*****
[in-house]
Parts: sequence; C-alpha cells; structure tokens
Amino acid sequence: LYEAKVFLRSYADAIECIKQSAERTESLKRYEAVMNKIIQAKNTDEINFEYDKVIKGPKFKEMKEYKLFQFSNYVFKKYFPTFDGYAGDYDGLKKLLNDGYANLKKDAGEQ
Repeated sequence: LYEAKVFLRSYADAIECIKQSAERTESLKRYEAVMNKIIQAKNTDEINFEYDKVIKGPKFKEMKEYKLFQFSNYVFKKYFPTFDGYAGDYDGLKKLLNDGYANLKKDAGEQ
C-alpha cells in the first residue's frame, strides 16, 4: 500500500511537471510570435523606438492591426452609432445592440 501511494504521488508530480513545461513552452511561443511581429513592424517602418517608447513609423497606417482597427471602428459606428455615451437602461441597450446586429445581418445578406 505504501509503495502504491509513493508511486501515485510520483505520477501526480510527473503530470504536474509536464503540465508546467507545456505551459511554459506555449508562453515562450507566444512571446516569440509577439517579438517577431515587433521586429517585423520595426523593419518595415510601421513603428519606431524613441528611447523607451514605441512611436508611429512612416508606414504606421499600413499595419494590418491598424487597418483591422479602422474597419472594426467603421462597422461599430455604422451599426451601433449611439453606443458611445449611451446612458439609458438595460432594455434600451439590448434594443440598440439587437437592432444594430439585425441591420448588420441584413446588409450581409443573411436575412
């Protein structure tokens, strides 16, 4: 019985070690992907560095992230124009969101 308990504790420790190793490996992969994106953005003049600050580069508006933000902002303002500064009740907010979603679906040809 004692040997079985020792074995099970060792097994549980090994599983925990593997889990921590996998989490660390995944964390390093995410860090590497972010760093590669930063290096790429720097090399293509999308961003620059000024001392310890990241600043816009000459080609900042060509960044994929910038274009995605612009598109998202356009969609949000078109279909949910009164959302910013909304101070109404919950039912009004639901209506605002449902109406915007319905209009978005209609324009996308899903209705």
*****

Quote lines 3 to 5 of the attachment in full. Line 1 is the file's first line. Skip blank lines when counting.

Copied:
Amino acid sequence: LYEAKVFLRSYADAIECIKQSAERTESLKRYEAVMNKIIQAKNTDEINFEYDKVIKGPKFKEMKEYKLFQFSNYVFKKYFPTFDGYAGDYDGLKKLLNDGYANLKKDAGEQ
Repeated sequence: LYEAKVFLRSYADAIECIKQSAERTESLKRYEAVMNKIIQAKNTDEINFEYDKVIKGPKFKEMKEYKLFQFSNYVFKKYFPTFDGYAGDYDGLKKLLNDGYANLKKDAGEQ
C-alpha cells in the first residue's frame, strides 16, 4: 500500500511537471510570435523606438492591426452609432445592440 501511494504521488508530480513545461513552452511561443511581429513592424517602418517608447513609423497606417482597427471602428459606428455615451437602461441597450446586429445581418445578406 505504501509503495502504491509513493508511486501515485510520483505520477501526480510527473503530470504536474509536464503540465508546467507545456505551459511554459506555449508562453515562450507566444512571446516569440509577439517579438517577431515587433521586429517585423520595426523593419518595415510601421513603428519606431524613441528611447523607451514605441512611436508611429512612416508606414504606421499600413499595419494590418491598424487597418483591422479602422474597419472594426467603421462597422461599430455604422451599426451601433449611439453606443458611445449611451446612458439609458438595460432594455434600451439590448434594443440598440439587437437592432444594430439585425441591420448588420441584413446588409450581409443573411436575412